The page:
Ikea to invest £ 3.4bn in renewable energy by 2030 | Business

IKEA plans to accelerate its investment in renewable energy by spending an additional € 4bn (£ 3.4bn) by the end of the decade to build wind and solar farms, fitting its stores with electric vehicle charge points.

The Ingka Group, the owner of most of the Ikea Group, spent € 2.5 billion over the last decade to install 935,000 solar panels on the roofs of its stores and warehouses, and to invest in 547 wind turbines and 10 solar parks using their own Covered.

The fresh investment will bring Ikea’s clean energy spending to € 6.5bn by 2030 and will include its renewable energy generation and electric vehicle charging infrastructure and its first steps in energy storage to help make better use of hydrogen fuel. Fleet of delivery vans.

Ingka Group chief executive Jasper Brodin said Ikea’s growing clean energy ambitions over the next 10 years would coincide with a significant decade in tackling the climate crisis.

“We are in the most important decade in the history of mankind – climate change is no longer a distant threat, and we all must do our job to limit global warming to 1.5C,” he said.

“Inactivity costs too much and brings substantial risk to humanity and our business. We know that with the right actions and investments we can be a part of the solution and minimize the impact on the home we share – our planet – giving evidence of our business in the future. For us, it is good business to be a good business, ”Brody said.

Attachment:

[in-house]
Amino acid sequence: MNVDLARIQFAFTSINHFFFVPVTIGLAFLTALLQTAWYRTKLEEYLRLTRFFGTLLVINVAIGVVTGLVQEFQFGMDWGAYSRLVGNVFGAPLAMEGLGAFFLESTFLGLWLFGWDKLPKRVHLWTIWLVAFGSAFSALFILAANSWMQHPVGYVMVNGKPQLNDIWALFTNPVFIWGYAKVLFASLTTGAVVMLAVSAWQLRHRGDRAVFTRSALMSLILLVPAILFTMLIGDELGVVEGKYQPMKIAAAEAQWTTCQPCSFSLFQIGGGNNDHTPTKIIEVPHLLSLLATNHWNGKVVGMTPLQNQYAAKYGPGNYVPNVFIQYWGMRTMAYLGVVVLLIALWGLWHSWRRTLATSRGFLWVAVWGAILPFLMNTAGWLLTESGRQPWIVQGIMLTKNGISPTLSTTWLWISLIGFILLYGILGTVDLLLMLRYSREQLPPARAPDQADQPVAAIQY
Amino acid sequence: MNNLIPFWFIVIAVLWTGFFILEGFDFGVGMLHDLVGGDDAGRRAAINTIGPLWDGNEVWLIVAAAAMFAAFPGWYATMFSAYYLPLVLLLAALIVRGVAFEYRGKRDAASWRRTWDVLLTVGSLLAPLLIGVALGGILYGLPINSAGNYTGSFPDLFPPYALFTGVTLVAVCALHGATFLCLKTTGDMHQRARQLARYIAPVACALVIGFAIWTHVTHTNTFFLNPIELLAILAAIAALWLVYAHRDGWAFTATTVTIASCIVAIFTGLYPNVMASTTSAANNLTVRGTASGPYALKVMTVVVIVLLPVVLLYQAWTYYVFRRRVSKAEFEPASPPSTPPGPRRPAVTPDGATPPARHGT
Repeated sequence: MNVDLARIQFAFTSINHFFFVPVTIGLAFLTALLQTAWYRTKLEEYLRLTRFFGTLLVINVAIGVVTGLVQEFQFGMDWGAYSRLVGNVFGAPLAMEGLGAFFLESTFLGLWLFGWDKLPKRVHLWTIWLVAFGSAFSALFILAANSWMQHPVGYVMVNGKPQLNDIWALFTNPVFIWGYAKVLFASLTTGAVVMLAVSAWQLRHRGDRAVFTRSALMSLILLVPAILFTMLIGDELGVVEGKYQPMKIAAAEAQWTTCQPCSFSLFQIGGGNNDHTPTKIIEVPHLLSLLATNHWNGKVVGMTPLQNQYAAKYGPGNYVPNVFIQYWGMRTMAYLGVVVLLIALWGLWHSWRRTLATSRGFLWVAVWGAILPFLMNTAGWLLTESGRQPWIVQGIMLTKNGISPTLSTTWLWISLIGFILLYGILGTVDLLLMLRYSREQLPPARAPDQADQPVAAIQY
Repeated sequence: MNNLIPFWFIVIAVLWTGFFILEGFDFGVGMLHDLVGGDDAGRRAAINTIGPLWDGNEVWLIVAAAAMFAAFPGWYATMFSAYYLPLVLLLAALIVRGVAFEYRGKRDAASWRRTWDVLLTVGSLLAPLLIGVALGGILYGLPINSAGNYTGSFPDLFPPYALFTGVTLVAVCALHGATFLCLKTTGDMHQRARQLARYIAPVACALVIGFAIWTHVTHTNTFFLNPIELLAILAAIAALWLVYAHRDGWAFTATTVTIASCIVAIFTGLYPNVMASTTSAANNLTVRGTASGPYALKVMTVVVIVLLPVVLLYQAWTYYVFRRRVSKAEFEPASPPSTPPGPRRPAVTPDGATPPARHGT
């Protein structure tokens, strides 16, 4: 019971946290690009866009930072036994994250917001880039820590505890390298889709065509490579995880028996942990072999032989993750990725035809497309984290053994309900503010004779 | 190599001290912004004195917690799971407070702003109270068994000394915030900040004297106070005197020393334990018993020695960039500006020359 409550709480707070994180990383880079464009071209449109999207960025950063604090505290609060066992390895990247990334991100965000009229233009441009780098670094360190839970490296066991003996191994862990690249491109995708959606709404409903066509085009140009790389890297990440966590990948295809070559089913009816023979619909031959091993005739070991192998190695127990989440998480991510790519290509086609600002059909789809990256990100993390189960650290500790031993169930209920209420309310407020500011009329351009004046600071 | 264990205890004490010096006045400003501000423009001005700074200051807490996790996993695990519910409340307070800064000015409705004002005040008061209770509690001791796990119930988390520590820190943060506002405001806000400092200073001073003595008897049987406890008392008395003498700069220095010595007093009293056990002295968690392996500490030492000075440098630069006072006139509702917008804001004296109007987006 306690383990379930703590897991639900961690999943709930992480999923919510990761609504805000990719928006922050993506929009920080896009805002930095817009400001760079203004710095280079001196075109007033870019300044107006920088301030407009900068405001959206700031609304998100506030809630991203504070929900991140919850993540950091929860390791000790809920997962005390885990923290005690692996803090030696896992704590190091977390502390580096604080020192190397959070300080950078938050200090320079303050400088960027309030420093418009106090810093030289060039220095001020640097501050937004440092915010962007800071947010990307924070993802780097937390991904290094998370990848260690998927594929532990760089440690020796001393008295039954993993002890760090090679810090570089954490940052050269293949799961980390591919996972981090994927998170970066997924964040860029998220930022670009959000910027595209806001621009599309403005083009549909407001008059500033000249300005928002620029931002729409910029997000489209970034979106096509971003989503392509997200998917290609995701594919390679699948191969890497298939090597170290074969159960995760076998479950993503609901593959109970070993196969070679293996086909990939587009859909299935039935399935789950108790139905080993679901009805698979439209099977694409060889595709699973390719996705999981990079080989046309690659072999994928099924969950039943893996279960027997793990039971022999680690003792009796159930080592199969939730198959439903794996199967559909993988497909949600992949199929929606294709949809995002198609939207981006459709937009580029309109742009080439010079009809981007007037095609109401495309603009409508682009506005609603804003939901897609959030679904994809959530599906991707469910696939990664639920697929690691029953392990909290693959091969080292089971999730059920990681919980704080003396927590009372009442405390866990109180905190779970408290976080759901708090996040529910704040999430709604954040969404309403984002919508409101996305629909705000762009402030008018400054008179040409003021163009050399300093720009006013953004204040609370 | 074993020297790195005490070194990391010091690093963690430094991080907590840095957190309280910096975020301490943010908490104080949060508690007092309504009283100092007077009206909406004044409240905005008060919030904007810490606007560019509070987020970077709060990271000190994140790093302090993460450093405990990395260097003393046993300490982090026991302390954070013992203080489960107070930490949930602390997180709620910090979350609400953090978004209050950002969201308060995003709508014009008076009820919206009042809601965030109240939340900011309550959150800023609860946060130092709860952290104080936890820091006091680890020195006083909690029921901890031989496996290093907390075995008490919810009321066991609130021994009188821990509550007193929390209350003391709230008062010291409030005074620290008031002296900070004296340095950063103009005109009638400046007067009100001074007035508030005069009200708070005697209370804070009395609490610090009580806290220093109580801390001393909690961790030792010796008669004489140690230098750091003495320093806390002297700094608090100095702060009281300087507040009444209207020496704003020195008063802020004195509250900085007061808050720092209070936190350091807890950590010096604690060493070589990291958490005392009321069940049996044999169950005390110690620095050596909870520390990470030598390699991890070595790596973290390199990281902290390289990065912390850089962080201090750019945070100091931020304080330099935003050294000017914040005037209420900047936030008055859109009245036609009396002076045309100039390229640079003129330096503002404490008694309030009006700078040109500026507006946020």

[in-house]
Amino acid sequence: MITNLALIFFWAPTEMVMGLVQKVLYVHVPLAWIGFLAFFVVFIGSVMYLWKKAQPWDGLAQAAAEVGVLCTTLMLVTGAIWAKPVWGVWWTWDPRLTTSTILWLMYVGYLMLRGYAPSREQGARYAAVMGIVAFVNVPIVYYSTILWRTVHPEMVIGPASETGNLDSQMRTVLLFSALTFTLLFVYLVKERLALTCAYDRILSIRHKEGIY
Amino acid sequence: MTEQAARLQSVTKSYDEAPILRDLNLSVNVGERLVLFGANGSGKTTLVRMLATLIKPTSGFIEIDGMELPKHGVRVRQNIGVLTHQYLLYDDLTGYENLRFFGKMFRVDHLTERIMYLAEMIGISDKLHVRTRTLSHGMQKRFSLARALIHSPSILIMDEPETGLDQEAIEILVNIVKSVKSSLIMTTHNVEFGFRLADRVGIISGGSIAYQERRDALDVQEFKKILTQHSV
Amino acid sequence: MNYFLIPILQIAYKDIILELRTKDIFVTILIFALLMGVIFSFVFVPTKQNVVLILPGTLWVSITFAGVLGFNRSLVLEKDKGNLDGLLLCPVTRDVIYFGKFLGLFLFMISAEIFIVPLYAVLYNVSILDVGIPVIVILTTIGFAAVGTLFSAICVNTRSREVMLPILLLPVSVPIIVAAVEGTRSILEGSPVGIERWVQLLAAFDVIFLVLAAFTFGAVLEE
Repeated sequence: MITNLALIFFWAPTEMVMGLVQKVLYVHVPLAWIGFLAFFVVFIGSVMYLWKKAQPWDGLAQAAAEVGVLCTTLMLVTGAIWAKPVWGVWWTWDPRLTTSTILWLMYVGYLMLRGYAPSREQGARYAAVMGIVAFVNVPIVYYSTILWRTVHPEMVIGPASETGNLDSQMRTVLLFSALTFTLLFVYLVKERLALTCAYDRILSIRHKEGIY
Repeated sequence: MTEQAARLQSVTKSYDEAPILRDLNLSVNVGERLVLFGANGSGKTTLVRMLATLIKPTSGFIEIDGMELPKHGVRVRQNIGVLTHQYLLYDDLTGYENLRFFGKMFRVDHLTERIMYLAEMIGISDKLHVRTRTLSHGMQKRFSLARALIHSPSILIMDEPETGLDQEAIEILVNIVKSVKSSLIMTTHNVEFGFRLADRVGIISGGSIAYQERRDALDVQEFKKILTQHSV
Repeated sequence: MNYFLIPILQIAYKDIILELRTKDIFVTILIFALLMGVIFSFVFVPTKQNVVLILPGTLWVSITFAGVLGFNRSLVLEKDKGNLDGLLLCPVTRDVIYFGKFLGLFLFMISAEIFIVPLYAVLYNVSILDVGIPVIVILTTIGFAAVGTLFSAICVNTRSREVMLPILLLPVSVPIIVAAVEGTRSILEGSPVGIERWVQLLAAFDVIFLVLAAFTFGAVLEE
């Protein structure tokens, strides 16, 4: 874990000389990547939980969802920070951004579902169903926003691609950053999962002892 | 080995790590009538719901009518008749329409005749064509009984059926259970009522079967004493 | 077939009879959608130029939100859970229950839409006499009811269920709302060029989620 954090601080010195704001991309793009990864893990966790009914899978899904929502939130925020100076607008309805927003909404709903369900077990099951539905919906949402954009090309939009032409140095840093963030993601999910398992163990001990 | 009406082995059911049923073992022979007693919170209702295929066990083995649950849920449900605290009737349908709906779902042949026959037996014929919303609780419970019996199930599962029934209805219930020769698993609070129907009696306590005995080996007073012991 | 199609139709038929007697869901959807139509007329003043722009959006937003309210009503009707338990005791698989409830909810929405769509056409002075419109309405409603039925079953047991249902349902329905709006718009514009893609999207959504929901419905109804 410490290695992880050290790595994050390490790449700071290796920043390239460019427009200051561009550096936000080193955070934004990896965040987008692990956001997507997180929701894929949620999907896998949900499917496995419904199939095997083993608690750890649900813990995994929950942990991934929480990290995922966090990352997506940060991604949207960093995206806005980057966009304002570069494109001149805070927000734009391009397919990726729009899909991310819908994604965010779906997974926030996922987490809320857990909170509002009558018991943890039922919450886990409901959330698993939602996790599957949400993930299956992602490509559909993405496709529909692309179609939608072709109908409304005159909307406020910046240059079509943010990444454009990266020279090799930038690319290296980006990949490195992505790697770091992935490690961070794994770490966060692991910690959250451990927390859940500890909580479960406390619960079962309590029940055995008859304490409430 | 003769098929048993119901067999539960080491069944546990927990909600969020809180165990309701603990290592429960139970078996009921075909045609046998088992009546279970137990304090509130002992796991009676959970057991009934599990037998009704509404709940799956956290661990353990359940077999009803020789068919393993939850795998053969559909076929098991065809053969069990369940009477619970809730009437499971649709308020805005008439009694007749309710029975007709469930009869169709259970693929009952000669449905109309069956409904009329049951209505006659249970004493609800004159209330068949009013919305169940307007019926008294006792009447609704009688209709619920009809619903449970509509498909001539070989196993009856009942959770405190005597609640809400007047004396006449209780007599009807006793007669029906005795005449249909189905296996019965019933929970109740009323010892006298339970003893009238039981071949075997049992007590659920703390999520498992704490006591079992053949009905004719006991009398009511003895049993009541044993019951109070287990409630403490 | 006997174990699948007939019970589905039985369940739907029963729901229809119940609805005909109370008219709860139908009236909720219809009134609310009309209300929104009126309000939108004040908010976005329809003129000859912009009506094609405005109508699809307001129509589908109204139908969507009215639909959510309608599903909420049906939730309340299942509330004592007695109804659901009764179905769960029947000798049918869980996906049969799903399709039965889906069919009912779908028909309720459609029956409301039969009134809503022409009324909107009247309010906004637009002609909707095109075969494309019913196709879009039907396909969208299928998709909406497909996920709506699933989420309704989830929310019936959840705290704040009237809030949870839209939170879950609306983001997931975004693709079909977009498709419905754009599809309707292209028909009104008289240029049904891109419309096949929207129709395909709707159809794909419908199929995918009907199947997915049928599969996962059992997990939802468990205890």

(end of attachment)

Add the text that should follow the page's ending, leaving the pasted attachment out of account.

IKEA was one of the early adopters of climate action among major corporations. It planned to generate more renewable electricity by its use in 2016 by 2020, and vowed to become a “carbon neutral” company by 2030 in 2019.

The Swedish furniture giant plans to focus on a share of new renewable energy investments by 2025, equating all of its stores, warehouses and shopping centers in the country to run entirely on renewable energy. Ikea’s parent company has also recently acquired a 49% stake. Eight solar farms in Russia, which will provide enough electricity to power all 17 Ikea stores.

The company’s Chief Sustainability Officer, Pia Heidenmark Cook, said: “We have already come a long way, and in this critical decade we need to come together to accelerate a fair transition from a renewable energy-driven society . “

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